* Harrowing tales of survival
* Rotting bodies, no fresh water
* In pictures: the devastation in Burma
More than one million homeless in Burma were battling to stave off disease and hunger today, as the US hinted it might consider making helicopter food drops without the permission of the country's leaders.
With death toll estimates near 100,000 and the clock ticking for those who survived, Burma's junta - long suspicious of the outside world - is under new pressure to fully open up to help from abroad.
The US said today it would look at beginning helicopter food drops with Burma's permission to get aid to people still desperately in need six days after the cyclone hit. Four US Navy ships are on their way to Burma as the Bush administration steps up pressure on the junta to open its doors to help.
But the director of the USAID Office of Foreign Disaster Assistance Ky Luu has also hinted at making unauthorised food drops after a planned aid flight was cancelled by the Burmese authorities.
Responding to remarks by French Foreign Minister Bernard Kouchner that the international community should force the Burma to accept outside help, he said:"Everything within the law is considered at this point."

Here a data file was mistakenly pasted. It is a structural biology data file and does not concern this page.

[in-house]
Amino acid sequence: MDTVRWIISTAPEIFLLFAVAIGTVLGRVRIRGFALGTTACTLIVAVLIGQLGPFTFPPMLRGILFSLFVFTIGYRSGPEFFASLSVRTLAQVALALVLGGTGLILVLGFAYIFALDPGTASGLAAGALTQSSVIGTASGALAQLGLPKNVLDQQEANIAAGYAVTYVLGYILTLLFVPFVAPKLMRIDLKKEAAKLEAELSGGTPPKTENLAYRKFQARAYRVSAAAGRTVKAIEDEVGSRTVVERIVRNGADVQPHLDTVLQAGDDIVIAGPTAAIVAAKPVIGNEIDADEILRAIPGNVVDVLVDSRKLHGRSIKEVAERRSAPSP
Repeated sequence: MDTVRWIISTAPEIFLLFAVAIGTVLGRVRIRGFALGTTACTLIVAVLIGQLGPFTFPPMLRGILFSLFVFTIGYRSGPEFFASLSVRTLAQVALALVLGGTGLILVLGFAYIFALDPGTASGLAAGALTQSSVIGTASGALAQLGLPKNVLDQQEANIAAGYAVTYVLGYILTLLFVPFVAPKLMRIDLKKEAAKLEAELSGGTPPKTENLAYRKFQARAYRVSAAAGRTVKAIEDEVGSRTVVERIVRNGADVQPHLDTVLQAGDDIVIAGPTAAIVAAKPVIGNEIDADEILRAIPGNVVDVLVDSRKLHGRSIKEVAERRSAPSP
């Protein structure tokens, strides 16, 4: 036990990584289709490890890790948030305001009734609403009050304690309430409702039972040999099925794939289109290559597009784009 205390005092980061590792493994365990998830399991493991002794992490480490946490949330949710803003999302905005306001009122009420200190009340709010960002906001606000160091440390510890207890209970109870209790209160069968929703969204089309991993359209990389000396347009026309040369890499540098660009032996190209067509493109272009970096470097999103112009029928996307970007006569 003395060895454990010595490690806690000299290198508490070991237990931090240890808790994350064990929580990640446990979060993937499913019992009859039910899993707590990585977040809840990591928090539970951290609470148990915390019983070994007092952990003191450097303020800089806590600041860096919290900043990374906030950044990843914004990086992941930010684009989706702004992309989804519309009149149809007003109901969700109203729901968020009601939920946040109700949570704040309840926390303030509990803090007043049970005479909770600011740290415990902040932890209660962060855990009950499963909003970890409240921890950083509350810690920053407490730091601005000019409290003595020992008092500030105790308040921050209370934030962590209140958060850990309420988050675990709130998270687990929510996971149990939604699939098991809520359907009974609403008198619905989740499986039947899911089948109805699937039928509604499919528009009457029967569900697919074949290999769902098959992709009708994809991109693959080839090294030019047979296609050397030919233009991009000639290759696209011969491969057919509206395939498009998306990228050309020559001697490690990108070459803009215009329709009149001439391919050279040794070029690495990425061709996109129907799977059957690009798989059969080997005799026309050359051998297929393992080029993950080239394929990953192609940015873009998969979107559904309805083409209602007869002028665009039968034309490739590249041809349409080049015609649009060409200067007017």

The United Nations believes that at least 1.5 million people have been "severely affected" by Cyclone Nargis, and some estimates put the death toll at 100,000.
The official toll is 22,997 dead, 1430 injured and 42,119 missing, but a military official estimated 80,000 dead in one delta township alone.
Aid groups say hundreds of planeloads of supplies are needed to avert a second tragedy in which the survivors of the devastating cyclone die from hunger and disease. Many of these supplies are languishing nearby with no way - or no permission - to get in.
World Vision Australia chief Tim Costello, one of the few foreigners allowed in, said the "death toll is doubling every day".
He said he had been unable to arrange visas for his 25 staff, but hoped a World Vision plane carrying $3 million in aid would be allowed to land today.
Visa problems have also hampered UN efforts to help the victims of Cyclone Nargis. UN humanitarian affairs chief John Holmes said two members of an initial disaster assessment team had been allowed in, but two more were turned back at the airport.
All four were from ASEAN countries that have reciprocal visa agreements with Burma.
"That's not an acceptable situation," Mr Holmes said, adding that UN "laissez-passer" documents should be enough to ensure access, particularly in a crisis situation.
Yesterday, Mr Kouchner urged the international community to force the reclusive Burma authorities to accept outside help, under the UN's "responsibility to protect" civilians when governments are unable or unwilling to do so.
Despite the crisis, the junta plans to go ahead with Saturday's constitutional referendum - a process critics say is only intended to cement the army's grip on power.
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